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Study showing missed care linked to higher mortality prompts fresh staffing warning

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Missed care is the reason why hospitals with lower registered nursing staff levels have a higher risk of patient death, new research published in full today has shown, sparking calls for more to be done to improve staffing levels.

Those behind the research said care left undone due to lack of time was the “missing link” in understanding variation in mortality rates in hospitals, as reported earlier this year by Nursing Times when the interim findings were revealed.

For every 10% increase in the amount of care left undone, there was a 16% increase in the likelihood of a patient dying following common surgery, according to the study, now published in the International Journal of Nursing Studies.

“If there are not enough registered nurses on hospital wards, necessary care is left undone, and people’s lives are put at risk”

Jane Ball

Incomplete nursing care included activities such as patient surveillance, administering medicine on time, adequate documentation, comforting patients and pain management.

The findings give the “clearest indication yet” that there may be a “causal” relationship between registered nurse staffing levels and patient mortality, according to the the authors of the paper, called Post-operative mortality, missed care and nurse staffing in nine countries: A cross-sectional study.

The research has sparked calls from the Royal College of Nursing for the government to increase its efforts to ensure there are enough nurses trained and that staff are not forced to leave the profession due to burnout.

“[This study] is more evidence that shows that you cannot substitute fully qualified registered nurses with less qualified staff”

Peter Griffiths

The new findings come from further analysis of the RN4CAST study of nurse staffing at hospitals in nine European countries, including 31 NHS acute trusts in England, from 2010.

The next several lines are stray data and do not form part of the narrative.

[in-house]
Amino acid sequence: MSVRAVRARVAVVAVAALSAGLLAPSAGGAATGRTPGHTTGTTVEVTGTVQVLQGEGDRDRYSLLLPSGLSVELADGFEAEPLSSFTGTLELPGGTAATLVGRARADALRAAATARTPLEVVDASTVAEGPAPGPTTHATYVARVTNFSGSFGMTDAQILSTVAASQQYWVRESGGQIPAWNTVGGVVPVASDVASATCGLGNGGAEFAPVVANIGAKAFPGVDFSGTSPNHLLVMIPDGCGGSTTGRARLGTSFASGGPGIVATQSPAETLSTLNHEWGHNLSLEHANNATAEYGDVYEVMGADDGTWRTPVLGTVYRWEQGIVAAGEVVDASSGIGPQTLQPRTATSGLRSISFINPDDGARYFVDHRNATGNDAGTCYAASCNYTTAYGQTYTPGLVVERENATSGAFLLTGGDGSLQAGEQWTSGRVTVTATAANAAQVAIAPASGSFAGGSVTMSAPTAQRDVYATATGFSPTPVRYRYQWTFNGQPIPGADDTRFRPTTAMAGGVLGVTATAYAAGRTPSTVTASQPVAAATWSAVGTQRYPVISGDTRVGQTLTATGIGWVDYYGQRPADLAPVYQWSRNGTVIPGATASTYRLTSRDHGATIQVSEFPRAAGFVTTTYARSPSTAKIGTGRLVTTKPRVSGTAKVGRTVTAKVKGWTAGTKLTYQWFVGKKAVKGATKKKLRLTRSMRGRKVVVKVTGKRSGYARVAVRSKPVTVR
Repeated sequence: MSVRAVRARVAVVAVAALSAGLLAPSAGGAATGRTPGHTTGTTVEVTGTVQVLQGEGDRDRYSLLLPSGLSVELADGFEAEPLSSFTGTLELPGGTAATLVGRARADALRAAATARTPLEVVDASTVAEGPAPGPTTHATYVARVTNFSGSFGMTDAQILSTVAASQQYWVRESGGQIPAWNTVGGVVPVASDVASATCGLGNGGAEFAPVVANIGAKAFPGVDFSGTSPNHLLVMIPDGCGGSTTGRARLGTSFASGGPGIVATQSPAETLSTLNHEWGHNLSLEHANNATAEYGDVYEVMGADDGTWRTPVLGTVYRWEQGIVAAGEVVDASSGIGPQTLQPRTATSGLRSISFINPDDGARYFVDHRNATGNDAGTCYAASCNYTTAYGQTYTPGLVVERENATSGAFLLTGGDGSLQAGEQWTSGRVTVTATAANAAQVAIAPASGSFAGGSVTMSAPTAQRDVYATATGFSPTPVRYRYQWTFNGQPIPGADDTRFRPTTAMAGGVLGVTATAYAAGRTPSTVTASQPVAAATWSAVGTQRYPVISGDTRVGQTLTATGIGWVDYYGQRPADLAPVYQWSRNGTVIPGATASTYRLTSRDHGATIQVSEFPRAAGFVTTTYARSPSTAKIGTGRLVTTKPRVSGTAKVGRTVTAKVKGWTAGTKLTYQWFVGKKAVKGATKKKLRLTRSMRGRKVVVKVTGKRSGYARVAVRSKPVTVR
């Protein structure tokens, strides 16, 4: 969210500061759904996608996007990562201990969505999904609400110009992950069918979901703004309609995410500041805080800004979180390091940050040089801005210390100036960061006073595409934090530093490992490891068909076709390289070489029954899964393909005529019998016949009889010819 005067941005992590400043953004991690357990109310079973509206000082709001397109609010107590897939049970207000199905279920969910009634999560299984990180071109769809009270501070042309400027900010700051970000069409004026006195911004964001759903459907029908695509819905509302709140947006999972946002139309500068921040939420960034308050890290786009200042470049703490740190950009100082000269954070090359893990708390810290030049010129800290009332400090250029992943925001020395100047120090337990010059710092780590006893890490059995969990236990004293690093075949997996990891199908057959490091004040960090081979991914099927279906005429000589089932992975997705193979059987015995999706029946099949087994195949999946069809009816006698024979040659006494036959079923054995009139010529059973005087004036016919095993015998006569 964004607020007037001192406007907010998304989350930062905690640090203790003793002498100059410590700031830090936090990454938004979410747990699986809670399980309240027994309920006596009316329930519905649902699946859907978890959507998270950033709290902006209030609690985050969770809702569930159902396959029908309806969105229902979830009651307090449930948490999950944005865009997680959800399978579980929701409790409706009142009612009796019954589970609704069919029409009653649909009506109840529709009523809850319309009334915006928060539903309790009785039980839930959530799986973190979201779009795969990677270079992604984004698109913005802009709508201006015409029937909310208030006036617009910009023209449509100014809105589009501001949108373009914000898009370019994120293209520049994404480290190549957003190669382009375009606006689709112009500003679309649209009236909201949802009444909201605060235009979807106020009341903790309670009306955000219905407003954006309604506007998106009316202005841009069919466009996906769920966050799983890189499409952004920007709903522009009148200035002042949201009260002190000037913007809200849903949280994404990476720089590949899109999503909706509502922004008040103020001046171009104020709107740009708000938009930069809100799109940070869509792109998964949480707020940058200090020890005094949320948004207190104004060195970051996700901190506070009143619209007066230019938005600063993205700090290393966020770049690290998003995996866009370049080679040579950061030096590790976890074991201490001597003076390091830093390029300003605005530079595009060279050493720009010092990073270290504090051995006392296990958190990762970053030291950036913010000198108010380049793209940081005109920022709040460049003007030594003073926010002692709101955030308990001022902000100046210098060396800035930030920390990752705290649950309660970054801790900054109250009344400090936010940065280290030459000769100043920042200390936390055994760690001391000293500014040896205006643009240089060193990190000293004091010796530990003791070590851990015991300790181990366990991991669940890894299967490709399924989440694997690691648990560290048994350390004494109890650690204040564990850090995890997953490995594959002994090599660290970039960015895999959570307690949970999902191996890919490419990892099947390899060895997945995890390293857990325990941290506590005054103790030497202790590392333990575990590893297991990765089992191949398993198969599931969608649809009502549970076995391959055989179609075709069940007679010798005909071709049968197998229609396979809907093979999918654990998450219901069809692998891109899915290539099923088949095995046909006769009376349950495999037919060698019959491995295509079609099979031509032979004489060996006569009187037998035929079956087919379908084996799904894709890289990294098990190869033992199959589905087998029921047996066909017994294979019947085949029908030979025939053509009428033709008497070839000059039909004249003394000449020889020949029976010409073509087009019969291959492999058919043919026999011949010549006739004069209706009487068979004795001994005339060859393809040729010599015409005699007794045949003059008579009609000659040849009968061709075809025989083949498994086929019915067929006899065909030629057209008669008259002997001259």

Previous analysis of the major study showed that lower nurse staffing levels were associated with higher patient mortality rates, but did not reveal the “missing link” between the two.

“For years, we have known that there is a relationship between nurse staffing levels and hospital variation in mortality rates, but we have not had a good explanation as to how or why,” said lead study author Dr Jane Ball, principal research fellow at the University of Southampton.

“These results give the clearest indication yet that registered nurse staffing levels are not just associated with patient mortality, but that the relationship may be causal,” she said.

“If there are not enough registered nurses on hospital wards, necessary care is left undone, and people’s lives are put at risk,” added Dr Ball.

The analysis also looked at nurse qualifications and confirmed that hospitals with higher numbers of registered nurses trained to degree level had a lower risk of patient mortality.

“This research puts beyond doubt that patients pay the very highest price when the government permits nursing on the cheap”

Janet Davies

Professor Peter Griffiths, chair of health services research at Southampton University, added: “This study reinforces the importance of registered nurses who are trained to a degree level.

“It is more evidence that shows that you cannot substitute fully qualified registered nurses with less qualified staff, without taking a risk with patient safety. It is the number of registered nurses on duty that is key to ensuring complete care and minimising the risk of patients dying,” he said.

Commenting on the findings, RCN chief executive and general secretary Janet Davies, said:“Despite years of warnings, hospitals across the country do not have enough nurses. This research puts beyond doubt that patients pay the very highest price when the government permits nursing on the cheap.”

”As the nurse shortage bites, hospitals are filling wards with unregistered healthcare assistants in a bid to cope, especially at night. Ministers cannot ignore further evidence that the lack of registered nurses leads to people left in pain for longer and a higher risk of not recovering at all,” she said.

University of Southampton

Jane Ball

Jane Ball

“Pressure in the NHS is mounting, nurses are pulled in every direction and important things are inevitably missed,” added Ms Davies.

“The government must redouble its efforts to train and recruit more nurses and stop haemorrhaging experienced professionals who feel burnt out and undervalued,” she said, calling on ministers to remove the public sector pay cap in the forthcoming budget to help tackle staffing problems.

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Readers' comments (2)

  • And yet the nurse associate role is still being pushed through.

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  • "And yet the nurse associate role is still being pushed through"

    With huge support from Jane Cummings and other nursing hierarchy who should know better.

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